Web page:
This article first appeared in the St. Louis Beacon, March 26, 2010 - A very big part of a trip I'm now on in Central America can be summed up in a story of two mangos.
The first part of the trip was with my daughter who is in San Salvador with a group of students from the University of Santa Clara. She is taking courses -- Spanish, philosophy, history -- at the University of Central America in El Salvador. She is also taking a graduate-level course in life.
One of her for-credit courses is called a praxis. I had understood this to mean that she and the other students went into poor communities and served the people there. Her first choice for a praxis assignment was a place that works through yoga and art with women who are still recovering from the effects of the civil war.
That, to me, was easy to understand. You go somewhere and do a job. Instead, she got her third choice: the Quintanillas. So, I would ask in emails, what do you do? The answers never gave me a clear picture. They couldn't.
Rachel and Chris, the other U.S. student lucky enough to get this praxis, spend time with the Quintanilla family in their community. Oh, they help teach some English to some of Christina Quintanilla's students who come to the house. They read the Bible with Adela, a neighbor. But mostly they listen.
On the day I visited, Adela took us to the buildings where the Quintanillas lived when they came to San Salvador, fleeing the violence of the civil war. They came with five children, two had been killed, one hit by shrapnel as Rosa held her. From these rooms, the Salvadoran military had earlier taken four students and a priest in the night and killed them. The complex of buildings was abandoned -- until the Quintanillas came.
They were the first family who lived there after the massacre and, with the Jesuits, rebuilt a community.
Adela then took us to visit a family who had always lived in the area. The older women told their stories, of bombs and raids and people hiding forbidden reading material. The home was as simple as possible -- chickens scratched for food outside, younger women handwashed clothes in a stone basin.
And here we come to the mangos. You must eat, we were told. And even though Rosa had given us a large breakfast, we could not refuse. We stood around the kitchen as our hostess grated green mangoes. "Muy acidio," she kept saying. Very sour. And they were sour but they were oh, so fresh. Salt was put in a little bowl and we dipped our fingers in and ate with our fingers and listened as she told us about the war years and the importance of Oscar Romero, the country's archbishop who was gunned down in a church 30 years ago. The students must learn these things she said and asked them what they were studying at UCA. They told her, but over those mangos it became clear that the best professors were Rosa, Adela and the woman grating mango after mango and telling us her story. The praxis is a service to the students rather than the other way around.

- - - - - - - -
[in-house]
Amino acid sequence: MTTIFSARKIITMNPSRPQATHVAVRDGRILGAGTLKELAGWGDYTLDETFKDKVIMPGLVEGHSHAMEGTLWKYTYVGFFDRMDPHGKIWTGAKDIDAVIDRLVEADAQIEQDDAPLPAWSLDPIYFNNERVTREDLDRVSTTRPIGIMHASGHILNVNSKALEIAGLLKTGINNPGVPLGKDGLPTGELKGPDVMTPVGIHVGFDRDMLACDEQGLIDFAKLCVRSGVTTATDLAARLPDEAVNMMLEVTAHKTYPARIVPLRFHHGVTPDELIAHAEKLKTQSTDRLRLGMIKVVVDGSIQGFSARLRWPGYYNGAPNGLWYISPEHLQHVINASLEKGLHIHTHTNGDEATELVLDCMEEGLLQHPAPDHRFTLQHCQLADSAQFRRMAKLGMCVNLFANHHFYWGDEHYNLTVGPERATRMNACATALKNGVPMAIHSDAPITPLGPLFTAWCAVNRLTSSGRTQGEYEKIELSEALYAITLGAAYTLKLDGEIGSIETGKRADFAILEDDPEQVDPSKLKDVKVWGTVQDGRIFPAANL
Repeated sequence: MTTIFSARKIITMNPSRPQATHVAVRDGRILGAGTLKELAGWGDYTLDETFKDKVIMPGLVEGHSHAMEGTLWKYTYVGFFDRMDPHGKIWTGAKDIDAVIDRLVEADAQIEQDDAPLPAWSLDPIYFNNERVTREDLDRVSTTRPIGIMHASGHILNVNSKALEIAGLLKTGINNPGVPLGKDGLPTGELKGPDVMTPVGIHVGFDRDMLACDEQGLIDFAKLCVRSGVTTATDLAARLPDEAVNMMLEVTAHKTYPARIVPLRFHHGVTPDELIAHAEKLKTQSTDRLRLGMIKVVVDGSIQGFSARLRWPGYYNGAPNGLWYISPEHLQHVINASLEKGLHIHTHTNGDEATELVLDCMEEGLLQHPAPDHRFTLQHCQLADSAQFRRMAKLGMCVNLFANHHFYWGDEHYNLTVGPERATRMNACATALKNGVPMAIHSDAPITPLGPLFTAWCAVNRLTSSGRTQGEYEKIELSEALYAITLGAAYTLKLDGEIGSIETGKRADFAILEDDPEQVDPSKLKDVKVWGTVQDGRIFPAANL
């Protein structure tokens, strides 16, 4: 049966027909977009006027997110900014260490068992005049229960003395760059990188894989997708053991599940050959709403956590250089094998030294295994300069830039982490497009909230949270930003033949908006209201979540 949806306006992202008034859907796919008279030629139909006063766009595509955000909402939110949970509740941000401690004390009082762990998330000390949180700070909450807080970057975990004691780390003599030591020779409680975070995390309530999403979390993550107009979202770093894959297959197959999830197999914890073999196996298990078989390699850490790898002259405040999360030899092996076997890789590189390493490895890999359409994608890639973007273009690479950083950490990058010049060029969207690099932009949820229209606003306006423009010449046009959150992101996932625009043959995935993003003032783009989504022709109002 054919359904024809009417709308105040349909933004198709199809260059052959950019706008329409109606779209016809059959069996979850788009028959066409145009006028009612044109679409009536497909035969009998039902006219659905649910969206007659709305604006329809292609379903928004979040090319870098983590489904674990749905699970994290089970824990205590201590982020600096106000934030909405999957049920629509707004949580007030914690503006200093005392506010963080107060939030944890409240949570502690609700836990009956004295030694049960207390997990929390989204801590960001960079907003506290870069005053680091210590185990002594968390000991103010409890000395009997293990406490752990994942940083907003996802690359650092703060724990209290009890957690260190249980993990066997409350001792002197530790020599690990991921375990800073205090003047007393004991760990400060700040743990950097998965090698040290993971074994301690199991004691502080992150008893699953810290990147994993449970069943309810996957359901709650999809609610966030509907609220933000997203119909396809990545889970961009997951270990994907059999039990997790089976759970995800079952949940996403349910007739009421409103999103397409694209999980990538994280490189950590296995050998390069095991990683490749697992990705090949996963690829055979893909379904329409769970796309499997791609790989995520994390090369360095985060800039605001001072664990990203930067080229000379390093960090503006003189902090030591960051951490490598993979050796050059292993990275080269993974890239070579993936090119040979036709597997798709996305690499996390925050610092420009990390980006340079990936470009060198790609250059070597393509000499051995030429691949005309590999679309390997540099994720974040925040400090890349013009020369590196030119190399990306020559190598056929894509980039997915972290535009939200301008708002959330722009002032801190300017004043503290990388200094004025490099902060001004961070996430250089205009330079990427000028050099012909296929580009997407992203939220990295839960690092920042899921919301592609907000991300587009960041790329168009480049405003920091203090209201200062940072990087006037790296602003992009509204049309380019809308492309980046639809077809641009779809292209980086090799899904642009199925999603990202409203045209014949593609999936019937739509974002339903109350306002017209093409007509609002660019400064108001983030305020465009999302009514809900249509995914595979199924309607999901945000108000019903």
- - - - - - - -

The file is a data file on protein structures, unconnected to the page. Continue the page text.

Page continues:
The next day I left for Antigua, Guatemala. Rachel had classes and had no time to "entertain" her mother. In Antigua, I could walk by myself in the evening, something that was frowned on in San Salvador, even in the area where the students lived. In Antigua, my terrible Spanish would be sufficient and many, many people speak English.
Antigua is a colonial jewel, where ruins from earthquakes are retained and pastel buildings come right to the edge of cobblestone streets. I walked and walked and delighted in everything I found. But where to eat? I asked at the hotel and was given directions -- very clear directions -- to a place Jeannette thought I would like. I never found it.
But near to where I thought it should be was a place whose signboard proclaimed gazpacho and salmon. It lured me in.
The tablecloths were crisp and white. Etta James played on the sound system. They were out of pinot grigio, so we debated wines. I would like this one from Chile, the waitress-proprietor said. She was correct.
What did she recommend for the entree? Well, she said, the mangos were just now really good, so the mahi-mahi with mango. But of course.
Before the mahi, came a surprise -- and I have no idea what the Spanish is for lagniappe. But there was a tiny tureen of warm tomato-stock soup and two toast rounds: One with tapenade, the other with caviar. And the main course? The fish and mango and wine all came together wonderfully. The salt was in a little pewter dish with a mini-scoop.
Salt and mangos. Served in a kitchen with chipped enamel bowls and eaten communally with fingers. Served in a beautiful setting with lovely music and a nice glass of wine. The latter was a delight. The former was unforgettable.